- Job Description, Responsibilities and Basic Ethics;
- Legal Issues;
- Reviewing Applications: Common Procedures and Use of Forms;
- Reviewing Plot Plans and Site Plans;
- Inspections and Violations;
- Preparing Files, Reports and Record Keeping;
- Interactions with other Professionals and Agencies, and Departmental Duties; and
- Customer Service and Counter Behavior.
Registration for the training is now available! To be eligible for a certificate upon completion of this program, participants will need to have also completed MSUE's Michigan Citizen Planner program, either classroom-based or online, or be AICP (American Institute of Certified Planners) certified and successfully pass a multiple choice examination. See the prerequisites section of the registration brochure for complete details. Space is limited, so be sure to reserve a seat today!
Future Training Opportunity
For those unable to attend the dates offered this spring, the series will be offered again in Spring 2014. Please let us know if you are interested in the 2014 program, so you can be added to the contact list.
Survey Results from Past Zoning Administrator Certificate Programs
- When asked Fall 2012 participants to describe their personal opinion of their knowledge of zoning administration prior to the certificate program, 50% described their knowledge as “satisfactory” and 7% marked “unsatisfactory.” Following program completion, 100% of participants described their knowledge of zoning administration as “good” or “excellent.” This is typical.
- Ninety three percent of all participants would recommend all zoning administrators and all consultants providing zoning services attend this program.
- Of the 136 participants that have taken the zoning administrator training program, 100% have rated the overall program “excellent” or “good.”
- Mark A. Wyckoff, FAICP – Director of the Planning & Zoning Center at MSU, as well as Senior Associate Director of the Land Policy Institute.
- Kurt Schindler, AICP – the MSU Extension Regional Land Policy Educator in the northern half of the Lower Peninsula.
- Glenn Pape – the MSU Extension Regional Land Policy Educator in the South Central district.
- Bradley Neumann, AICP – the MSU Extension Regional Land Policy Educator in the Upper Peninsula.
- Richard Wooten, AICP – the MSU Extension Regional Land Policy Educator in the Southeast district.
Tri-County Regional Planning Commission
U.S. Department of Housing and Urban Development
Sustainable Communities Regional Planning Grant
Development of a Corridor Design Portfolio Along Michigan/Grand River Avenue
On November 21, 2011, the Tri-County Regional Planning Commission (TCRPC), together with its many partners in the Greater Lansing Region of Clinton, Eaton and Ingham counties, announced that the U.S. Department of Housing and Urban Development (HUD) Sustainable Communities Regional Planning Grant Program had awarded the proposed "Mid-Michigan Program for Greater Sustainability (MMPGS) " a $3 million, three-year grant. The Program will receive funding for regional planning efforts that integrate housing, land use, economic and workforce development, transportation and infrastructure development in a comprehensive and integrated manner.
With this funding from HUD and regional community participation, the TCRPC and its partners are empowered to consider how all of these factors will work together to bring economic competitiveness and revitalization to the Greater Lansing Region. This funding will help the Region to fully plan and implement a regional transformation that manages the declines of population, employment and fiscal capacity, while improving economic opportunity, social equity and environmental quality. Through this partnership and support from HUD, it is possible to make mid-Michigan and its Capital City of Lansing into a 21st century model of sustainability.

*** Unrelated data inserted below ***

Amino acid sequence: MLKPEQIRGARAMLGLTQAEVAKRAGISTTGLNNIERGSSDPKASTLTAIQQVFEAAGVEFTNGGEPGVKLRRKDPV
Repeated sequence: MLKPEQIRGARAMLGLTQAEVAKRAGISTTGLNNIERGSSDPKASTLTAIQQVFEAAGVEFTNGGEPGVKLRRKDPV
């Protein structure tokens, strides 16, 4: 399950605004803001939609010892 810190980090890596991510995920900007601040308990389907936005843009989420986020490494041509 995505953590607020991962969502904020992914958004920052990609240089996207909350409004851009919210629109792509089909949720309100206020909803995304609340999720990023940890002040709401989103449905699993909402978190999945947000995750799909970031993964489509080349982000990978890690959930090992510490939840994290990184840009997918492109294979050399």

The Corridor Design Portfolio
The Planning & Zoning Center at MSU will lead one of the nine projects. The Michigan/Grand River Avenue Corridor from the Capital to Webberville is the subarea focused on in this project. This corridor will be the subject of data gathering and analysis with an eye to identifying placemaking opportunities that improve the range and mix of land uses, activity, housing and transportation options, green space and related measures that would make life along the corridor more sustainable under New Economy parameters and add to the region’s employment opportunities.
There will be a major effort to identify places along the corridor for special analysis by means of charrettes, and also for student projects that examine new options for redevelopment. A wide variety of tools will be identified for use by local governments to implement New Urbanist and Smart Growth principles. These will be embodied in a new portfolio of techniques suitable for a guidebook and online access/distribution.
Corridor Design Portfolio Task Force
The PZC has organized a 50+ Corridor Design Portfolio Task Force to provide input on issues and opportunities that arise during the project and to act as a liaison between the community or organization they represent and the Task Force. The Task Force is comprised of a representative of each of the local units of government along the corridor, local road authorities and transportation organizations, various state agencies, county offices, neighborhood groups, a variety of interested stakeholder organizations, and interested citizens. On September 4, 2012, the first Task Force meeting was held at Hannah Community Center in East Lansing. The purpose was to learn more about the project, team players and the background on the Corridor.
Participants were presented with an inventory and analysis of the Corridor, such as, zoning, population density, age, State Equalized Value (SEV), number of employees and employers, and vacant properties, as well as graphically identifying key nodes and centers along the Corridor. The presentation concluded with an overview of the project’s activities for the next few months and an indication of the type of commitment requested from each task force participant. A survey was provided to each member asking for input on upcoming work tasks. The full PowerPoint presentation is available for download. Learn more at the MMPGS Project website.